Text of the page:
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Frank Zappa - Imaginary Diseases CD (album) cover


Frank Zappa



3.90 | 81 ratings

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3 stars Zappa recorded over a period of 30 years nearly everything (concerts, studio sessions, miscellaneous), archived in his special vault. In the 80's Zappa decided to release a collection of live recordings from his vault, under the title 'You Can't Do That On Stage Anymore' on 6 double CD's plus some extra isolated concerts ('Ahead of Their Times' etc.) The crux of the biscuit is that Zappa was literally the only one who knew, what was on these thousands of hours of tape. So he chooses mainly by memory according to his own criteria: was it a good concert, a good solo or were there some interesting non-musical occurrences. Zappa loved to do 'collages', meaning he could take bits from completely different concerts and/or studio recordings and edit the material to real masterpieces. In the same way all his records are carefully assembled and obey to Zappa's conceptual continuity a mixture of great compositions, private jokes, excellent musicianship all these with added 'eyebrows'.

In 1972 after his 'accident' Zappa composed a couple of large scale Jazz Rock compositions released on 'Waka Jawaka' & 'The Grand Wazoo'. Once back on his legs he decided to make a tour with 'The Grand Wazoo Ensemble' to present the material, but for financial reasons the tour was not realisable and he finally made only a smaller North American tour with 'The Petit Wazoo Ensemble'.

So far no live recordings of this particular band were released and 'Imaginary Diseases' features for the first time recordings from 'The Petit Wazoo Tour' recorded between October and December 1972, assembled by Joe Travers, the dedicated 'vaultmeister,' who is responsible for the Zapparchives. Fist thing that hits the ear after a first listen is the absence of 'real' compositions. There is only one entirely composed track 'Rollo' which appeared before only on the YCDOSA series. All the other tracks are jams or improvised sections extracted from the original compositions. Zappa had done this himself especially on the 'Guitar' records, but these tracks featured his guitar solos with the band just playing an appropriate groove behind him. This is not the case here: the jams here feature some shorter solos, but they don't match the famous elaborated solo sections that appeared on 'Guitar, leaving mainly ensemble sections that are well executed but on the long run not really interesting.' Farther O'Blivion' contains material from 'Greggery Peckary' and 'The Bebop Tango' but the track is too long and slightly boring.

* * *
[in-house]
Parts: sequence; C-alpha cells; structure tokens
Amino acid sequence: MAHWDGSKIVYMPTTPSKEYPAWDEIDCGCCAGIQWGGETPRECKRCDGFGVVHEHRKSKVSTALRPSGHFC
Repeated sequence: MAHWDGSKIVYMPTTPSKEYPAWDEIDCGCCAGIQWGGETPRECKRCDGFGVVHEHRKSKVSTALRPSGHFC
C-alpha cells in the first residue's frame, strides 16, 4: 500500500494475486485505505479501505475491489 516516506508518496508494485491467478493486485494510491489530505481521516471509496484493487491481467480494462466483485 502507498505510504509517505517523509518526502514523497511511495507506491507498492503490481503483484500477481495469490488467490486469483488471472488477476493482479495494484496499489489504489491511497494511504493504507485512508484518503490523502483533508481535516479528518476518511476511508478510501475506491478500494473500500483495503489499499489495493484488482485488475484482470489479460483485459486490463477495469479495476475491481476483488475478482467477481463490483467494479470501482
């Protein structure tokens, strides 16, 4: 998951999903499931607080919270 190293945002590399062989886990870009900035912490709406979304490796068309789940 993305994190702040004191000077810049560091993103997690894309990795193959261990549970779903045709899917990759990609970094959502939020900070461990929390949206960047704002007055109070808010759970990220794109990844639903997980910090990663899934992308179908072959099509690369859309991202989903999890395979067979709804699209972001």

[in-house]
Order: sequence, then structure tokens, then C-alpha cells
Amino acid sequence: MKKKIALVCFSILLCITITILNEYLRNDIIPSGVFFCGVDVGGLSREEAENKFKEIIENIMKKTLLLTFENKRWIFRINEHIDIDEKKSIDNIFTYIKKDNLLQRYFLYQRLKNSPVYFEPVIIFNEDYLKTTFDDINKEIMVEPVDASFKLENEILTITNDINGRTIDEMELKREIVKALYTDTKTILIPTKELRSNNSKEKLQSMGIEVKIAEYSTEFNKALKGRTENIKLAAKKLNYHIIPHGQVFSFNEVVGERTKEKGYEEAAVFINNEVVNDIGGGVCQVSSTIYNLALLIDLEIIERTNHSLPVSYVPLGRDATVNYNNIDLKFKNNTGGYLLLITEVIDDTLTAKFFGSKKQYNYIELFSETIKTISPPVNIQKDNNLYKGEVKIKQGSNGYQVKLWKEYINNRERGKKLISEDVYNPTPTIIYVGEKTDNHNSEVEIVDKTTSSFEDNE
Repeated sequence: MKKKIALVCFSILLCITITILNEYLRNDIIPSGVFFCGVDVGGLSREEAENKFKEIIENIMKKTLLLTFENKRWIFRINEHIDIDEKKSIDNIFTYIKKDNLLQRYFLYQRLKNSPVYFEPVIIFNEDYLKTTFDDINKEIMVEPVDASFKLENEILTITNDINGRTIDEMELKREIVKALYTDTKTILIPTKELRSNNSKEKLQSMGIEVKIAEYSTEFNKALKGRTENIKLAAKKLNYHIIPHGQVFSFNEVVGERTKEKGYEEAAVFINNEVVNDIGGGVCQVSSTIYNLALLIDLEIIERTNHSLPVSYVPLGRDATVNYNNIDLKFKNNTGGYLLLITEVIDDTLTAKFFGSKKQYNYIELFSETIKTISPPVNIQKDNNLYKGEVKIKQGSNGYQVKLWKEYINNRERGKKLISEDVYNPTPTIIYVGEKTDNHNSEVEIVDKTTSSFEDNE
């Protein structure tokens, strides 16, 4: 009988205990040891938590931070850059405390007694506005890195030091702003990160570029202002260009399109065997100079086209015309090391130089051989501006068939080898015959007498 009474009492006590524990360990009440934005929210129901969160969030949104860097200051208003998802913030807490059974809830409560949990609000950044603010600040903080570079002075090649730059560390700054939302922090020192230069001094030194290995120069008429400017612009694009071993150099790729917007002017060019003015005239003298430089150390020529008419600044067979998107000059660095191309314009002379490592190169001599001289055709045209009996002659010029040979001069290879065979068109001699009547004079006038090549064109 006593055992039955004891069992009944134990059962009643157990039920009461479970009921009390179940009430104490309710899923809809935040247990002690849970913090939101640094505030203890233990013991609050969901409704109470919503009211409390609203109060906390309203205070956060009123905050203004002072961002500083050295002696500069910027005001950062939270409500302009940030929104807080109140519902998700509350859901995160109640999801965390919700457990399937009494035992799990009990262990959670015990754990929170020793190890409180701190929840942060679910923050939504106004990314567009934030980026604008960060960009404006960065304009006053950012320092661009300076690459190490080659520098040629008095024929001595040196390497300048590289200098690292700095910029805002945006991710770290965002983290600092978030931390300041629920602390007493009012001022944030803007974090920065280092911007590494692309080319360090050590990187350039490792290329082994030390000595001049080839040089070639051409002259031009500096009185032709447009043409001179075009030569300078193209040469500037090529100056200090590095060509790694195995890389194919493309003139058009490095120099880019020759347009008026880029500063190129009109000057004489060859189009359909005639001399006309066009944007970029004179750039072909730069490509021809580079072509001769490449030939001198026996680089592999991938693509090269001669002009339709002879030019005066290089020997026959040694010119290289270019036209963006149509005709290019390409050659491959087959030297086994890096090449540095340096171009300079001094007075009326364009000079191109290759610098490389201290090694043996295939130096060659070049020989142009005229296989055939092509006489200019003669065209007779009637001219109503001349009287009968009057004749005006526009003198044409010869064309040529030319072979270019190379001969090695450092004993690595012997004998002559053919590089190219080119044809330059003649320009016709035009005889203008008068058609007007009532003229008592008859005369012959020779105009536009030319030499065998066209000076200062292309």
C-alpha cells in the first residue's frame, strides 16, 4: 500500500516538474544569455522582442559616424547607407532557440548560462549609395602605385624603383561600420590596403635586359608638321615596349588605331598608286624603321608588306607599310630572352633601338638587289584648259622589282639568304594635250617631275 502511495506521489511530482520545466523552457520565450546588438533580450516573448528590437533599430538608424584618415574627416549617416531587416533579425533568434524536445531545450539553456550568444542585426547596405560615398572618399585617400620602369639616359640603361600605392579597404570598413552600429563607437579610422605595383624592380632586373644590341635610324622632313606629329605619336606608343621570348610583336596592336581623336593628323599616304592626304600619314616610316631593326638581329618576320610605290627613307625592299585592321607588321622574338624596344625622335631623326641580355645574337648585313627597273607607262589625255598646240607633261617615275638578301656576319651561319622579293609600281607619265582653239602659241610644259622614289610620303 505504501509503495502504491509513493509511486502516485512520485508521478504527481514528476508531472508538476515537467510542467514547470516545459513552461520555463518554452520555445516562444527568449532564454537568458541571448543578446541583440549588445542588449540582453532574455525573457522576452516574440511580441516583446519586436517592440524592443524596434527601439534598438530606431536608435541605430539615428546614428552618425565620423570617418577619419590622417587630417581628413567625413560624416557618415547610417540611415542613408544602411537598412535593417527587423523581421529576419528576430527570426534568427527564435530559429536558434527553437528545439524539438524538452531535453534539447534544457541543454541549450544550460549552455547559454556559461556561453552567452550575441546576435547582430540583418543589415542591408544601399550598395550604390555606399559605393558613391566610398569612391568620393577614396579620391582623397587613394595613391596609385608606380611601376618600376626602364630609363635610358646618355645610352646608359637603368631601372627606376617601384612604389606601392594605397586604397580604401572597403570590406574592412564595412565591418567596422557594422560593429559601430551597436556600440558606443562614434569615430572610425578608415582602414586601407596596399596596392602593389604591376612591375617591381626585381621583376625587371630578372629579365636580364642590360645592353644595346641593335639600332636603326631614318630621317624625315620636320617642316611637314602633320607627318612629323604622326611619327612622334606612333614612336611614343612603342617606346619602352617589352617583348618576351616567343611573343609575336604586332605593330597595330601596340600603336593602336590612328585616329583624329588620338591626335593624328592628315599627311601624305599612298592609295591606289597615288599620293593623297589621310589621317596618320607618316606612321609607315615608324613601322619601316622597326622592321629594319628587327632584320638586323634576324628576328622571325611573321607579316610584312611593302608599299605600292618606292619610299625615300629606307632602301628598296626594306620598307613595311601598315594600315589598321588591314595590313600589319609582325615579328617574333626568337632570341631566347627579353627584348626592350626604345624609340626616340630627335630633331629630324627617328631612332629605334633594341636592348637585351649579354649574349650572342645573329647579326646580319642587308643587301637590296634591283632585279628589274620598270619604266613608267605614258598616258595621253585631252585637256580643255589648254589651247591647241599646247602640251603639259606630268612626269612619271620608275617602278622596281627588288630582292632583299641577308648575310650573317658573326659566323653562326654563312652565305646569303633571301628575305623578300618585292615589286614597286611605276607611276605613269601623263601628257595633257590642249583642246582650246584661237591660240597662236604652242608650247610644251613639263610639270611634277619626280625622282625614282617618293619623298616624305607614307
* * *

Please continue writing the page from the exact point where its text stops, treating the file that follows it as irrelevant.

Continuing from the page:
Towards the last part of 'DC Boogie', another long jam, Zapppa slows the band down and asks the audience how they would like the track to end: a sa Boogie, a Valse etc. and finally, after an audience shouting poll ends the track as a Boogie presenting a riff from 'Waka Jawaka'. The band itself is fine, the music as usual with Zappa very well executed- with six woodwind & brass players more on the jazzy side and less rock then the 'Wazoo' & 'Waka Jawaka' recordings.

Under the line even for a big Zappa fan like me, the record is a little boring: the CD lacks the 'real' compositions, I would have rather preferred to have one entire concert instead of a collection of jams, that are just not outstanding enough.

Alucard | 3/5 |


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